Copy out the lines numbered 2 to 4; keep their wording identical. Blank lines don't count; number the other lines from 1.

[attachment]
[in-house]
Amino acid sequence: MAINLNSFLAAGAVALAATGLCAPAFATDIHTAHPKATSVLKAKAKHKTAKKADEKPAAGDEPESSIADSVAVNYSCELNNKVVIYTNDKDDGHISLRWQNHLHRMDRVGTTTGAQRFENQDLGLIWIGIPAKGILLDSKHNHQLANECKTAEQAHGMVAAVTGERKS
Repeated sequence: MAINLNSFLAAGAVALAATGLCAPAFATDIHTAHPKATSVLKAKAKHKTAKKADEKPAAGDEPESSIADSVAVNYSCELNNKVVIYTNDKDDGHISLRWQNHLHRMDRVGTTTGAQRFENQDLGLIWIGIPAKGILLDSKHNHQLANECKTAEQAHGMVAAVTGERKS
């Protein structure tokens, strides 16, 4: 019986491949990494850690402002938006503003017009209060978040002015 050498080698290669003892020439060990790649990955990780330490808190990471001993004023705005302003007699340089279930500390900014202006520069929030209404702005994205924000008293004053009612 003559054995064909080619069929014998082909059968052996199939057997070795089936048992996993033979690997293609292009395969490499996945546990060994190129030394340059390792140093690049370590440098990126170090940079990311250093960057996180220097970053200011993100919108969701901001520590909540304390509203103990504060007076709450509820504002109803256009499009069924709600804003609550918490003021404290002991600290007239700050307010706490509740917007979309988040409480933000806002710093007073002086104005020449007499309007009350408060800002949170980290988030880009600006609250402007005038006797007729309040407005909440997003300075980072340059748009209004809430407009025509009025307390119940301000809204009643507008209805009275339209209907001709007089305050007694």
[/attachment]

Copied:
Amino acid sequence: MAINLNSFLAAGAVALAATGLCAPAFATDIHTAHPKATSVLKAKAKHKTAKKADEKPAAGDEPESSIADSVAVNYSCELNNKVVIYTNDKDDGHISLRWQNHLHRMDRVGTTTGAQRFENQDLGLIWIGIPAKGILLDSKHNHQLANECKTAEQAHGMVAAVTGERKS
Repeated sequence: MAINLNSFLAAGAVALAATGLCAPAFATDIHTAHPKATSVLKAKAKHKTAKKADEKPAAGDEPESSIADSVAVNYSCELNNKVVIYTNDKDDGHISLRWQNHLHRMDRVGTTTGAQRFENQDLGLIWIGIPAKGILLDSKHNHQLANECKTAEQAHGMVAAVTGERKS
């Protein structure tokens, strides 16, 4: 019986491949990494850690402002938006503003017009209060978040002015 050498080698290669003892020439060990790649990955990780330490808190990471001993004023705005302003007699340089279930500390900014202006520069929030209404702005994205924000008293004053009612 003559054995064909080619069929014998082909059968052996199939057997070795089936048992996993033979690997293609292009395969490499996945546990060994190129030394340059390792140093690049370590440098990126170090940079990311250093960057996180220097970053200011993100919108969701901001520590909540304390509203103990504060007076709450509820504002109803256009499009069924709600804003609550918490003021404290002991600290007239700050307010706490509740917007979309988040409480933000806002710093007073002086104005020449007499309007009350408060800002949170980290988030880009600006609250402007005038006797007729309040407005909440997003300075980072340059748009209004809430407009025509009025307390119940301000809204009643507008209805009275339209209907001709007089305050007694």